MARK McGhee has not lost hope that Scotland can still salvage something from their current World Cup qualifying group, after being unveiled as new manager Gordon Strachan’s assistant yesterday.
Like Strachan, he is more upbeat than many in the Tartan Army. “We’ll have a go,” said Strachan last week when asked about bottom side Scotland’s prospects in Group A. McGhee, too, can see opportunities to recover from a poor start, with Scotland having earned just two points from their first four games. As it stands, Belgium and Croatia both head the group on ten points.
“It seems to be like it has almost been totally written off,” said the England-based McGhee. “I am far enough away maybe not to fully appreciate the gravity of the situation we are in. But I think, with six games to go, that there surely must still be hope.
“I think it starts with the Wales game. That is a home game against a British team who will bring a similar philosophy and similar players to ourselves. It’s a game where we have to be prepared to roll up our sleeves and try and win. That will be the first thing. It starts with the Wales game.”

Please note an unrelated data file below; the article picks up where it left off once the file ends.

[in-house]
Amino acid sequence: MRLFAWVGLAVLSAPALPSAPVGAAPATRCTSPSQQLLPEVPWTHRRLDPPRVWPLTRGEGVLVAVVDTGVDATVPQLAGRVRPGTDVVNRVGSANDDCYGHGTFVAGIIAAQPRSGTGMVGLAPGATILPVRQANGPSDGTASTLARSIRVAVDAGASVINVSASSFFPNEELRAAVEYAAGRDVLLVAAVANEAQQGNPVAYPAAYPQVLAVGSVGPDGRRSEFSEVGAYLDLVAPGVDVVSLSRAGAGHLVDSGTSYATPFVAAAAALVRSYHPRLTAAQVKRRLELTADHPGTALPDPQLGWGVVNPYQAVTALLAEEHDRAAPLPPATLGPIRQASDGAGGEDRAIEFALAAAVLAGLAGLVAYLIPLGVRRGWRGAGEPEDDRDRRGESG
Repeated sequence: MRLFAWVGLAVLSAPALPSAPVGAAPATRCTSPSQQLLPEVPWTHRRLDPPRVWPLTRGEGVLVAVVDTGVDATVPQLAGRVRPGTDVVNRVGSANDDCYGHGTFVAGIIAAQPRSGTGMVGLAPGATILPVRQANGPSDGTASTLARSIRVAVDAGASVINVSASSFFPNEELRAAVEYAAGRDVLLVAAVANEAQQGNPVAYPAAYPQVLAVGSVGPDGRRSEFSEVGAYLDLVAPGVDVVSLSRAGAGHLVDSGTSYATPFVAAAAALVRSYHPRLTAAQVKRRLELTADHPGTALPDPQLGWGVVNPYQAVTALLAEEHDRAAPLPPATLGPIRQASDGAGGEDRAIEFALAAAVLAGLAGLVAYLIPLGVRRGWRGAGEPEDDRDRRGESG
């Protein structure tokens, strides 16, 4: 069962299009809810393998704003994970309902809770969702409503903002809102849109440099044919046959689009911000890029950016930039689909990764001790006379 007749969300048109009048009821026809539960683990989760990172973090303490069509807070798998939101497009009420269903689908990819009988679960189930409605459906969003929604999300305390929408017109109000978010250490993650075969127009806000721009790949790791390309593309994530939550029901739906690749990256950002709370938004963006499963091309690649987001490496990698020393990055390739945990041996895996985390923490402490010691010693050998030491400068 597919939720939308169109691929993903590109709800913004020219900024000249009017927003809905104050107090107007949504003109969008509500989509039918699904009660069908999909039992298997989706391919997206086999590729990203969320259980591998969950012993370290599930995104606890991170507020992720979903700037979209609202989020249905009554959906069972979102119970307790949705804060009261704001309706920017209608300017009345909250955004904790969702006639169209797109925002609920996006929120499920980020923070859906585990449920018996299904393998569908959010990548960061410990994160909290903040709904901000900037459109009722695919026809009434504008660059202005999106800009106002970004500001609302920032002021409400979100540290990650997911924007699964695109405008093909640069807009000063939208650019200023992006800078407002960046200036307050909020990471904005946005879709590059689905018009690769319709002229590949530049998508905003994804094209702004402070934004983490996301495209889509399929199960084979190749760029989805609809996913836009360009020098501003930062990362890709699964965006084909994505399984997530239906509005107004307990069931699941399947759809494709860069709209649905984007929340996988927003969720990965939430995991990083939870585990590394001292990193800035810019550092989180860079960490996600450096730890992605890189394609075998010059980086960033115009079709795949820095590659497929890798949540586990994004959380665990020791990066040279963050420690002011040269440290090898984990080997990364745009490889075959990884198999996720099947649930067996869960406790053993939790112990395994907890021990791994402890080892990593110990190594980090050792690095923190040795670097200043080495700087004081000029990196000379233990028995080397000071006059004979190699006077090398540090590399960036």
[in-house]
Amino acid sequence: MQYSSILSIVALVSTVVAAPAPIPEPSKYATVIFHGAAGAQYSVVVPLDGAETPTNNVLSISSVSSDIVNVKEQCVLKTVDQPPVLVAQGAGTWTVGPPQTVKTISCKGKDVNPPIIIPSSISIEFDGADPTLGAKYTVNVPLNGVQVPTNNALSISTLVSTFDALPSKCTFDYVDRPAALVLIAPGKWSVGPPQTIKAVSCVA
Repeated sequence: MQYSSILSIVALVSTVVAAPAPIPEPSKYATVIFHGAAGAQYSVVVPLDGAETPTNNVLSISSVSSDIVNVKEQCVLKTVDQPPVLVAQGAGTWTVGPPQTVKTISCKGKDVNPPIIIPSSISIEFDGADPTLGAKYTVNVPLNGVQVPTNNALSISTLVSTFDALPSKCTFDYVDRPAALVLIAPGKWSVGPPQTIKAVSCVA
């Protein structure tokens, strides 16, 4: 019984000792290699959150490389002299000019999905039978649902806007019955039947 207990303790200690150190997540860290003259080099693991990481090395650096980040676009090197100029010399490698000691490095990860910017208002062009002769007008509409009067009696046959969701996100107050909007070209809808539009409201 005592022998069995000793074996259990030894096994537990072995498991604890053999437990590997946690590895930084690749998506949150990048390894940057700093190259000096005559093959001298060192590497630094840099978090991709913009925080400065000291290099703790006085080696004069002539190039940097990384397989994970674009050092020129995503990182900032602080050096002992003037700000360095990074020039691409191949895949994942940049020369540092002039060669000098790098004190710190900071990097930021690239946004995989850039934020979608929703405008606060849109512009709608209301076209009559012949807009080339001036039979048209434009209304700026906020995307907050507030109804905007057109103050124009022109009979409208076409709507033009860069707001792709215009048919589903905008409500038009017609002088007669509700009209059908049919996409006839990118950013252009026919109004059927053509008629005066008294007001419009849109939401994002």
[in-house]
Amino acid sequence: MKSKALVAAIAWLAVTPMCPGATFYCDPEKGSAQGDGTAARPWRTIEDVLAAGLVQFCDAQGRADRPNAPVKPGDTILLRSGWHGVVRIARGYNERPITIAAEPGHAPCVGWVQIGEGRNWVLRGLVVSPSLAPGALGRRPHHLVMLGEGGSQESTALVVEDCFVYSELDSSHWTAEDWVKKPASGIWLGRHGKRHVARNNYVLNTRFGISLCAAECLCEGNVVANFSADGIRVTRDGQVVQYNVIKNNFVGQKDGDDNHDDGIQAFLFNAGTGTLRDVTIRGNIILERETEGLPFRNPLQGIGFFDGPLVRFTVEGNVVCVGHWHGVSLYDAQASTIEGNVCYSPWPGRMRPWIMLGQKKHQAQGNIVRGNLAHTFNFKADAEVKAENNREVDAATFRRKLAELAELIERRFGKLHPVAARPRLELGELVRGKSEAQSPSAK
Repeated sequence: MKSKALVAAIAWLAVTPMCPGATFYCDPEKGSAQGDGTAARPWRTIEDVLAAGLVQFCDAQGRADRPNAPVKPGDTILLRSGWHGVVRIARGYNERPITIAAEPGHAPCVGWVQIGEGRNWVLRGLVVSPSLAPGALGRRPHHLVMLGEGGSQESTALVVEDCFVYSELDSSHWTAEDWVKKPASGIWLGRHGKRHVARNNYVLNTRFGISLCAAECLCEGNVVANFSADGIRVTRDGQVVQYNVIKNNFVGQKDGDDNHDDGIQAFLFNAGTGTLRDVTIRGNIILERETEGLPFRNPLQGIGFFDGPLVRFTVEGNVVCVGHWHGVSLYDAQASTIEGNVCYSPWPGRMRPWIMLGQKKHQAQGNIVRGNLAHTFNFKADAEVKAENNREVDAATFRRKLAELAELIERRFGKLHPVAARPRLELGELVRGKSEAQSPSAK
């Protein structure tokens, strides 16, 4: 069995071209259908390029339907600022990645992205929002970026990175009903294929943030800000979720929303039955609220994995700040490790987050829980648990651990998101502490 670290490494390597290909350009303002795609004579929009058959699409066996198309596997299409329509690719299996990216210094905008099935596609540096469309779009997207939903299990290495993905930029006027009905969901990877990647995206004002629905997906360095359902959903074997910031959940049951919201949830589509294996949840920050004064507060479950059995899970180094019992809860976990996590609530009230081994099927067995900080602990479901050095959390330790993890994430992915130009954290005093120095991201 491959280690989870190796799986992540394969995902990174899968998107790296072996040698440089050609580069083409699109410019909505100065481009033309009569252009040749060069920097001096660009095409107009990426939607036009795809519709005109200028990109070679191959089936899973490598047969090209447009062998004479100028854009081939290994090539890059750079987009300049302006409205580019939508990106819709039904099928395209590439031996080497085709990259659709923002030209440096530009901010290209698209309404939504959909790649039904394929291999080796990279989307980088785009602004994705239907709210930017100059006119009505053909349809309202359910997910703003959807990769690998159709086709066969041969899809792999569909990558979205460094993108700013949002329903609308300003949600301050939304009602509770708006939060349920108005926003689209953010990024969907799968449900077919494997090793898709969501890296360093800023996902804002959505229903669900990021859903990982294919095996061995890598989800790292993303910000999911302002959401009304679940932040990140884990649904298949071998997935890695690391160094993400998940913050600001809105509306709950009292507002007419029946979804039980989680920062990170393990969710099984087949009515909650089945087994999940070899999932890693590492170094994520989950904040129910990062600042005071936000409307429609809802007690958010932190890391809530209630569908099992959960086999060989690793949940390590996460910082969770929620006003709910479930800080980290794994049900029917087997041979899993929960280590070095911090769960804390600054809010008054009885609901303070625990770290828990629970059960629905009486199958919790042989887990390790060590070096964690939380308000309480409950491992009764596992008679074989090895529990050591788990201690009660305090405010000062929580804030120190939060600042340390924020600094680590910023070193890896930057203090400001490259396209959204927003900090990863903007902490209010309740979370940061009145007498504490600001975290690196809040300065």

The new Scotland management team have one game in which to bed themselves in before the clash with Wales at Hampden on 22 March. Next month’s friendly with Estonia at Pittodrie will see Strachan and McGhee return to Pittodrie, where their own relationship developed as team-mates under Sir Alex Ferguson. McGhee expects the reception to be a good one, despite their association with other clubs elsewhere and his own struggles on his return to Aberdeen as manager in 2009.
“Regardless of my experience of being at Aberdeen as manager, we are not going there with Celtic or Rangers or Bristol Rovers, we are going there with Scotland,” he said. “Everyone who comes that night will be there hoping their team is going to be playing well and going to win. I would expect them to give the team the support and to give Gordon and I as much support as the positions we occupy deserve.”
As for Strachan, he said: “Gordon has as good a chance of being successful as the Scotland manager as most people would have.”